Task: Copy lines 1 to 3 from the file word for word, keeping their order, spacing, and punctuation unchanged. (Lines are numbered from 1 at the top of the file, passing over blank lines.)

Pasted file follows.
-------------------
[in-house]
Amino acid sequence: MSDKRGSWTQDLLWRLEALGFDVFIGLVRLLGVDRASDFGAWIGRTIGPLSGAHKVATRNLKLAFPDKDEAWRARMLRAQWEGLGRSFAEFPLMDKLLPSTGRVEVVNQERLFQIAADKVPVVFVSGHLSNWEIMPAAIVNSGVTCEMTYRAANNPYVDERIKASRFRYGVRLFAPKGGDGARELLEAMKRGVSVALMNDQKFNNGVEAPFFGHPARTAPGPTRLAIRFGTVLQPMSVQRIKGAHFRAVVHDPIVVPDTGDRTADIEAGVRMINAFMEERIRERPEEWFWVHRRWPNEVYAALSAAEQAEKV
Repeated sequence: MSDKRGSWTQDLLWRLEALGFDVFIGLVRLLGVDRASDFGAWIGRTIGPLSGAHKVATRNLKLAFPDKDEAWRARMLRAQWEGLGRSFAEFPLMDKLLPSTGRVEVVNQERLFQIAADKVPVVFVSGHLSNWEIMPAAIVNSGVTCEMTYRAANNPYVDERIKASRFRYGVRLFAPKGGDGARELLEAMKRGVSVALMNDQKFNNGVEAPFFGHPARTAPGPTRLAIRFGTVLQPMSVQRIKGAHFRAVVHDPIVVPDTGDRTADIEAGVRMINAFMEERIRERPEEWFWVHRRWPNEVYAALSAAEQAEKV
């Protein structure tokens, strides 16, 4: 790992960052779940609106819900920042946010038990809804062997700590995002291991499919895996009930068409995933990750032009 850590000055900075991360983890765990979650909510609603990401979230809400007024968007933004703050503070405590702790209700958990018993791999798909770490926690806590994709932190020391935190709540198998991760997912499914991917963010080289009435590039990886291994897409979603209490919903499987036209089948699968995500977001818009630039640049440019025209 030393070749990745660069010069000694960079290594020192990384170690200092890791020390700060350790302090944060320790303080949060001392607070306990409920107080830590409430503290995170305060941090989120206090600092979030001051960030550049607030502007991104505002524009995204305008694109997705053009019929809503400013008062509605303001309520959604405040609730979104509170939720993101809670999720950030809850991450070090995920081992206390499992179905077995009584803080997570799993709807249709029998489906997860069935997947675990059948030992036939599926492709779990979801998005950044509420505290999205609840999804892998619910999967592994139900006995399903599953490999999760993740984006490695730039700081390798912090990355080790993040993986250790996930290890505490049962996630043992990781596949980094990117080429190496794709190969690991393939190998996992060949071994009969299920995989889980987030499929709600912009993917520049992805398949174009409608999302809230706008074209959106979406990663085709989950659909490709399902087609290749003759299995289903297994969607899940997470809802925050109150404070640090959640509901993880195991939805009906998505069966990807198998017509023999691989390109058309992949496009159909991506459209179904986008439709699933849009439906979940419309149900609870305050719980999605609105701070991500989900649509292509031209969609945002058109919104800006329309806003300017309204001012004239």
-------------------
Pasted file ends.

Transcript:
[in-house]
Amino acid sequence: MSDKRGSWTQDLLWRLEALGFDVFIGLVRLLGVDRASDFGAWIGRTIGPLSGAHKVATRNLKLAFPDKDEAWRARMLRAQWEGLGRSFAEFPLMDKLLPSTGRVEVVNQERLFQIAADKVPVVFVSGHLSNWEIMPAAIVNSGVTCEMTYRAANNPYVDERIKASRFRYGVRLFAPKGGDGARELLEAMKRGVSVALMNDQKFNNGVEAPFFGHPARTAPGPTRLAIRFGTVLQPMSVQRIKGAHFRAVVHDPIVVPDTGDRTADIEAGVRMINAFMEERIRERPEEWFWVHRRWPNEVYAALSAAEQAEKV
Repeated sequence: MSDKRGSWTQDLLWRLEALGFDVFIGLVRLLGVDRASDFGAWIGRTIGPLSGAHKVATRNLKLAFPDKDEAWRARMLRAQWEGLGRSFAEFPLMDKLLPSTGRVEVVNQERLFQIAADKVPVVFVSGHLSNWEIMPAAIVNSGVTCEMTYRAANNPYVDERIKASRFRYGVRLFAPKGGDGARELLEAMKRGVSVALMNDQKFNNGVEAPFFGHPARTAPGPTRLAIRFGTVLQPMSVQRIKGAHFRAVVHDPIVVPDTGDRTADIEAGVRMINAFMEERIRERPEEWFWVHRRWPNEVYAALSAAEQAEKV